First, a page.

That story would be ludicrous if matter were really the substance of everything. But Jesus was showing us something about Spirit, divine Love—that it is infinite, present everywhere and at all times. That it is real, substantial, and available to meet every need abundantly. And that matter is not substantial and therefore not the iron hand it seems to be, limiting the good we can experience.

So how do we access all that good? First, perhaps, by “looking up to heaven,” as Jesus did—by looking to God, ever-caring Love, as the source of all good. Mary Baker Eddy, the Discoverer of Christian Science, explains: “God gives you His spiritual ideas, and in turn, they give you daily supplies. Never ask for to-morrow: it is enough that divine Love is an ever-present help; and if you wait, never doubting, you will have all you need every moment” (Miscellaneous Writings 1883–1896, p. 307).

My husband and I experienced the blessings of that promise several years after finishing college and getting married. We had two very young children and had been saving up for a home of our own. We had bought a piece of land, where we planned to build a house, but a big economic swing sent interest rates soaring. When mortgage rates hit 16 percent, it seemed impossible that we would be able to build even a very modest house in the foreseeable future. This was very discouraging to me, as there didn’t seem to be anything we could do about it.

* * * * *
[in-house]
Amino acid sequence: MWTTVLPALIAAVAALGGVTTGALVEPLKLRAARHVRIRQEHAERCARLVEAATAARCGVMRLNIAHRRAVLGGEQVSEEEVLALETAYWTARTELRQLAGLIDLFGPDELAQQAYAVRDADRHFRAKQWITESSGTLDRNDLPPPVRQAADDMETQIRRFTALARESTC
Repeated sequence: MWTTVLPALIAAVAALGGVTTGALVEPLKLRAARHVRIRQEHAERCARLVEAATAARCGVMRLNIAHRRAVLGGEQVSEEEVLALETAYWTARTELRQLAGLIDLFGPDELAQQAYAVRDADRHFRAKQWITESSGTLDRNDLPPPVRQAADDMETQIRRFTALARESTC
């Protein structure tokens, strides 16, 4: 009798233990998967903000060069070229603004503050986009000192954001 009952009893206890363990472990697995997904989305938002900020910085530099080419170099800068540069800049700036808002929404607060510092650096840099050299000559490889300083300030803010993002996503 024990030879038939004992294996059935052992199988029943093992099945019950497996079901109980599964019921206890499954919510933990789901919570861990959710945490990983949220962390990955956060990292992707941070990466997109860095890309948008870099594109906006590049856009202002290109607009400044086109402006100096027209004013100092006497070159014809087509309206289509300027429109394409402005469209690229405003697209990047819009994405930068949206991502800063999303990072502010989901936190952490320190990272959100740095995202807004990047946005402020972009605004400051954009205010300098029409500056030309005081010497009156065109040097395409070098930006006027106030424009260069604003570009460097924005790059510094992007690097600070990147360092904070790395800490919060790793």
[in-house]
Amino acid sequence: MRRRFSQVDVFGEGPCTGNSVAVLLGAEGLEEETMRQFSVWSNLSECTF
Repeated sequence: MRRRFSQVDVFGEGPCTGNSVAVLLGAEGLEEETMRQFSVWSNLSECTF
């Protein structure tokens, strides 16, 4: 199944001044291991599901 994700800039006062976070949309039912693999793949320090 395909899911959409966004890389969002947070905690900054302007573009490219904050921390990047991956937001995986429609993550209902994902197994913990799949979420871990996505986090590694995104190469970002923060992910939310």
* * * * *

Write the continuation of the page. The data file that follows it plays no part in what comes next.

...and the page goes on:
However, my husband and I were used to turning to God for everything, and our prayers in this case opened up a wealth of spiritual ideas and opportunities to act on. A Christian Science practitioner whom I called to pray with us pointed out the fallacy of thinking that we couldn’t afford something needful now but would (hopefully) be able to in the future. 

The same laws Jesus proved are present and operative in all times and places. 

The practitioner helped me see that since God is the unlimited source of all good, His supply is always full and available. If an idea, such as the idea of home, has utility, then we can “afford” it, or expect to have the appropriate expression of it in our experience, for God is the source and substance of that idea, and He gives us all good, spiritually.